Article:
“Paragraphs of jaw-dropping details about a type of extravagance that might have been scorned even by the very wealthy on the Titanic. But [Unreal Estate] also leaves the reader with a sense of history….[It's] what would happen if Us Weekly and Architectural Digest had a love child that was much smarter than either. The book provides a panorama of what was going on inside some of the most frivolous, gated houses on a hill that have ever existed.”The Los Angeles Times
"Great Hollywood houses, great Hollywood tragedies, great book." The Chicago Tribune
"Sprawling, delicious….compelling and overflowing with gossip....It’s fun! And quite astonishing to read….Unreal Estate is compulsively readable."Liz Smith
“Gross seems to be picking up where the late, great Dominick Dunne left off in his fascination with the ways that high life and low life come together. Gross gives us the lowdown on an incredible cast of characters…[He] is such a good storyteller.”Joe Meyer, Connecticut Post
“Why didn’t today’s owners of the great LA estates get together and offer Gross a house of his own not to write the book?...Great dish."Jesse Kornbluth, Headbutler.com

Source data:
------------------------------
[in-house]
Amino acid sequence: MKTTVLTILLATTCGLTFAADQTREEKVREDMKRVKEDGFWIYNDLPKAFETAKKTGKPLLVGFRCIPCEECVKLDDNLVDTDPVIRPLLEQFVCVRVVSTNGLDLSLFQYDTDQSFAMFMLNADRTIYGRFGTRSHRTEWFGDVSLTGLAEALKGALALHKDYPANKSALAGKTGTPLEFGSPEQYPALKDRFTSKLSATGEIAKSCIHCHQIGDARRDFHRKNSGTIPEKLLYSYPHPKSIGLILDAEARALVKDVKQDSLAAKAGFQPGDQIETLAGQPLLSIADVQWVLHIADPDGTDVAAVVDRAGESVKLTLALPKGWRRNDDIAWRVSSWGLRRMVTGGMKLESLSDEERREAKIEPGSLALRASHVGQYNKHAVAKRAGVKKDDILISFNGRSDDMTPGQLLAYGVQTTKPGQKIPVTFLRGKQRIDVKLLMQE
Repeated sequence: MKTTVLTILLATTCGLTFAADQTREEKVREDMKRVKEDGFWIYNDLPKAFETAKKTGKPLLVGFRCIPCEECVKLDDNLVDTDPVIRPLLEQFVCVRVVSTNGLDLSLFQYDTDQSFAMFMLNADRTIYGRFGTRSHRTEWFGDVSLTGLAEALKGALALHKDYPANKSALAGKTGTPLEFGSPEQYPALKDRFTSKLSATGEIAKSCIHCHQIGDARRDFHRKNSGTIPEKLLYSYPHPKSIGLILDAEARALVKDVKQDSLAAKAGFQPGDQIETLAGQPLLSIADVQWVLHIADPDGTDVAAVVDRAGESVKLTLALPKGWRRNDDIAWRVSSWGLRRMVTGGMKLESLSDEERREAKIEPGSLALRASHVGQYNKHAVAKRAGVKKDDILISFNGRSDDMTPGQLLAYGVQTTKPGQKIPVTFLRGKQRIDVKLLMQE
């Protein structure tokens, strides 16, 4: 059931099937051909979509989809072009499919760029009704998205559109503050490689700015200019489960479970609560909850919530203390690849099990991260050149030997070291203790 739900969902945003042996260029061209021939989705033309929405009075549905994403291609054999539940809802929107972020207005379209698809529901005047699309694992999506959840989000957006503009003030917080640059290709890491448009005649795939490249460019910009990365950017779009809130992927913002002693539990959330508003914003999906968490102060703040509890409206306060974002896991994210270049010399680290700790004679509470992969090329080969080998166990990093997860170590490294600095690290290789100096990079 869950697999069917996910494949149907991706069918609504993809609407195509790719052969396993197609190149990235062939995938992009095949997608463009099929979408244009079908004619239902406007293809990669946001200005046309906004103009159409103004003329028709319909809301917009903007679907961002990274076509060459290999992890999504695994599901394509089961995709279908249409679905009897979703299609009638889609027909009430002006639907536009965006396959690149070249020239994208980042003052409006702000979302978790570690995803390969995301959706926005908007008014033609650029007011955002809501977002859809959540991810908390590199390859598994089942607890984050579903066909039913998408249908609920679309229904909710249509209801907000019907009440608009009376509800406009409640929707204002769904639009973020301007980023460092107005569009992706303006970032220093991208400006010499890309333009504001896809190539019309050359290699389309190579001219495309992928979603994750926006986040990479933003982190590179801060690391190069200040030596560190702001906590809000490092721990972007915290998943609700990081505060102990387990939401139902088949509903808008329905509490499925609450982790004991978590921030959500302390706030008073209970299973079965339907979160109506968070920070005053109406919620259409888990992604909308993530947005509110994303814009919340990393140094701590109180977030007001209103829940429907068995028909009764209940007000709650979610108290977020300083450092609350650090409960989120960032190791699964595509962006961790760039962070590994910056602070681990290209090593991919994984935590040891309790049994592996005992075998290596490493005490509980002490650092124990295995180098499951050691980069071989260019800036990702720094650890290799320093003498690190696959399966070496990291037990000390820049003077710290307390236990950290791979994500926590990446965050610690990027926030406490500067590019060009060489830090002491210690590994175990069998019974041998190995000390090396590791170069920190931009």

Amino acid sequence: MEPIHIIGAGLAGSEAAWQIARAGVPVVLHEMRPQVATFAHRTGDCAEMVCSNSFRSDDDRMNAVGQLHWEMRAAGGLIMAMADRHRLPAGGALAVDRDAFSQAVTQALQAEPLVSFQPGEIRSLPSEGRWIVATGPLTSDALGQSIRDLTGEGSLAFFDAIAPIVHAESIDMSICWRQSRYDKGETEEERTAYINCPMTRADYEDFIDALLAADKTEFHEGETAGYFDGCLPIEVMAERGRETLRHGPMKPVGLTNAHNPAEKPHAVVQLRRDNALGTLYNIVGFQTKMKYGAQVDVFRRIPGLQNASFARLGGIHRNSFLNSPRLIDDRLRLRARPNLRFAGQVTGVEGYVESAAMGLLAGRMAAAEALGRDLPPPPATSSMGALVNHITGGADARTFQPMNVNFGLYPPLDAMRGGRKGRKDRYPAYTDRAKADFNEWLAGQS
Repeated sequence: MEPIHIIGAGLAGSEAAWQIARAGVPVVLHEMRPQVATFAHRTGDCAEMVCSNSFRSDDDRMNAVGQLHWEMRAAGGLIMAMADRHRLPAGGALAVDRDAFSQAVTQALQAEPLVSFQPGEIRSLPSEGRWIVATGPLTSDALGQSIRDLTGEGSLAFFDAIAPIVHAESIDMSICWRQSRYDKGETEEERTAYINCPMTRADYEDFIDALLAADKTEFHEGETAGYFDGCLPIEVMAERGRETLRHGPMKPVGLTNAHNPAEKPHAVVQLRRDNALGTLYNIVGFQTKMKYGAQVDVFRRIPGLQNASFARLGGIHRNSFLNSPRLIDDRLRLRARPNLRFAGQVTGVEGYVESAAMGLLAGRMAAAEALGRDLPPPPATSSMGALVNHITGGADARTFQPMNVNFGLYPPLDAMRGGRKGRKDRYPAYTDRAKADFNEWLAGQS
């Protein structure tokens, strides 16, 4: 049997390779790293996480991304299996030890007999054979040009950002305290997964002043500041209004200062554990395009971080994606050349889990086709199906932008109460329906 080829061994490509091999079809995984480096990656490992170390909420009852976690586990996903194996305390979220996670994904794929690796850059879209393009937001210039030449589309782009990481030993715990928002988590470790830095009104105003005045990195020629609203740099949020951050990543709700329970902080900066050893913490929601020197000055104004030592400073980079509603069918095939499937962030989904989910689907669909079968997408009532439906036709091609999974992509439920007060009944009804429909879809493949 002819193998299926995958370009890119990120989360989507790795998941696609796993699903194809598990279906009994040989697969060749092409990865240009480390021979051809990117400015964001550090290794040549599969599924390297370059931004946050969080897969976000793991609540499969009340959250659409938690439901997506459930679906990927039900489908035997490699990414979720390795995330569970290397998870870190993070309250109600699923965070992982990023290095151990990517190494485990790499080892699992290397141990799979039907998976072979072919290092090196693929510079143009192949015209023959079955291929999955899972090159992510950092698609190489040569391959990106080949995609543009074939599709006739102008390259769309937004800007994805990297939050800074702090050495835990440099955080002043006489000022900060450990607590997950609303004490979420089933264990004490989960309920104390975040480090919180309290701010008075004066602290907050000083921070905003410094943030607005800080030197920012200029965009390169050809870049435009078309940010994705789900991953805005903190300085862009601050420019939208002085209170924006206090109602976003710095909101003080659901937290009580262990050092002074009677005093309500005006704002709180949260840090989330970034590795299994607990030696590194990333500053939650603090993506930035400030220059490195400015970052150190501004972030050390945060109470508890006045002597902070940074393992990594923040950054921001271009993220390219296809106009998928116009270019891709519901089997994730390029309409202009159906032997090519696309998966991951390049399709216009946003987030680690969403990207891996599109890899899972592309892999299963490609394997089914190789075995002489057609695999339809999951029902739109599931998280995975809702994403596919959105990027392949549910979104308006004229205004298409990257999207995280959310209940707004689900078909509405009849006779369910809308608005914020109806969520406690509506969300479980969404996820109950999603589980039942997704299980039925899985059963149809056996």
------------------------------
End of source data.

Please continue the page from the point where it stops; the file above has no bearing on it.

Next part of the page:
"This book's for you."David Patrick Columbia
"Murderers, lawyers, actors, pornographers, tycoons, and addicts....Fantasy and ambition, cheating and careless waste...Gross's research is meticulous. Hard to read. Harder to put down."Los Angeles Magazine
"Rich in incident and full of thwarted ambition, visionary zeal, conspicuous consumption [and] salacious gossip...A juicy, breezily told social history of La La Land, deal by deal.Kirkus Reviews
“Unreal Estate has it all: movie stars, murders, strippers, pimps, playboys and Mafiosi alongside the founding members of Los Angeles society…The book is a great read. New York Social Diary
“A gripping picture of what made Los Angeles what it is today...In Unreal Estate, [Michael Gross] takes on the Western Frontier like a modern day cowboy — seeking, searching and taking no prisoners.” Lucy Blodgett, The Huffington Post
“Remarkable houses …famed owners…stories of trysts, broken marriages, dissolution and predatory capitalism.” The Hollywood Reporter
"Sexy and sordid stories fill this survey of L.A.’s wealthiest, most private districts." Los Angeles Magazine "The Reading List"
"Tales of adultery, prostitution, embezzlement, Mafia schemes, and the dauntless efforts of millionaires to keep the riffraff out of the exclusive enclaves of Beverly Hills, Bel Air, Holmby Hills, and Beverly Park.” Details
"Mister Gross leaves no high society stone un-turned...untold and sometimes sordid stories."The Real Estalker
"Stripping bare the glamorous West Coast,from Beverly Hills to Bel-Air, Holmby Hills, Beverly Park, etc… Michael’s never been a lap dog of his subjects. And he never holds back the dish "George Christy, Beverly Hills Courier
"A name-dropper's paradise."Library Journal
"Gross write with an aficionado's zeal."Publishers Weekly